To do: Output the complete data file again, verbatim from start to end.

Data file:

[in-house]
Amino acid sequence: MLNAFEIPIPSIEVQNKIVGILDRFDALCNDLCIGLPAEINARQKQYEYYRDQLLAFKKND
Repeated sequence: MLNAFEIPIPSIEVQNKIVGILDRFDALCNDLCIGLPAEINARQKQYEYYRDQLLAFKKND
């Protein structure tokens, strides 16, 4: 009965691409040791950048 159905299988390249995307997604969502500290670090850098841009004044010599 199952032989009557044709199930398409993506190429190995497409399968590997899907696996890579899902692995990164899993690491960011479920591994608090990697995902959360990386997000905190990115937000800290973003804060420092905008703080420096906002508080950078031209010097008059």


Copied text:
[in-house]
Amino acid sequence: MLNAFEIPIPSIEVQNKIVGILDRFDALCNDLCIGLPAEINARQKQYEYYRDQLLAFKKND
Repeated sequence: MLNAFEIPIPSIEVQNKIVGILDRFDALCNDLCIGLPAEINARQKQYEYYRDQLLAFKKND
């Protein structure tokens, strides 16, 4: 009965691409040791950048 159905299988390249995307997604969502500290670090850098841009004044010599 199952032989009557044709199930398409993506190429190995497409399968590997899907696996890579899902692995990164899993690491960011479920591994608090990697995902959360990386997000905190990115937000800290973003804060420092905008703080420096906002508080950078031209010097008059």